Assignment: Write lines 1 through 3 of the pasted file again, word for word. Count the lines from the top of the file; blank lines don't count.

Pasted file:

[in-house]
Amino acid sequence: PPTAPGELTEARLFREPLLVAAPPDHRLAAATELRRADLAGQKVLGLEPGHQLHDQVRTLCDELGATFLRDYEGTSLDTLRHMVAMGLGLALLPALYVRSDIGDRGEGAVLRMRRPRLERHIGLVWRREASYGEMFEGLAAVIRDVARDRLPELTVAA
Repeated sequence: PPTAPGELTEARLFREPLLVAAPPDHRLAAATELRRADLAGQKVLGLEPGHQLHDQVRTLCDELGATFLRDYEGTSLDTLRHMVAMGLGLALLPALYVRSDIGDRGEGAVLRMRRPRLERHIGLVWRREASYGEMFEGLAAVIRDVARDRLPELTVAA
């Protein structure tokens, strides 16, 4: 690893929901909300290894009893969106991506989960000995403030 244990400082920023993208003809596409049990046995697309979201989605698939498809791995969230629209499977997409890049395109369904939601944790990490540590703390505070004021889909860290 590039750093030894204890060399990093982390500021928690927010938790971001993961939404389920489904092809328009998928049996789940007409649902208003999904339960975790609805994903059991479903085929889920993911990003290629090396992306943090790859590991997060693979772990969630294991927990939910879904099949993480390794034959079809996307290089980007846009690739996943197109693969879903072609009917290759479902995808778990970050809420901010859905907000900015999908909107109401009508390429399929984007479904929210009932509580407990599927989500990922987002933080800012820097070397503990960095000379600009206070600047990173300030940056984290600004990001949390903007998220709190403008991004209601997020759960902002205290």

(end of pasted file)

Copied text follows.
[in-house]
Amino acid sequence: PPTAPGELTEARLFREPLLVAAPPDHRLAAATELRRADLAGQKVLGLEPGHQLHDQVRTLCDELGATFLRDYEGTSLDTLRHMVAMGLGLALLPALYVRSDIGDRGEGAVLRMRRPRLERHIGLVWRREASYGEMFEGLAAVIRDVARDRLPELTVAA
Repeated sequence: PPTAPGELTEARLFREPLLVAAPPDHRLAAATELRRADLAGQKVLGLEPGHQLHDQVRTLCDELGATFLRDYEGTSLDTLRHMVAMGLGLALLPALYVRSDIGDRGEGAVLRMRRPRLERHIGLVWRREASYGEMFEGLAAVIRDVARDRLPELTVAA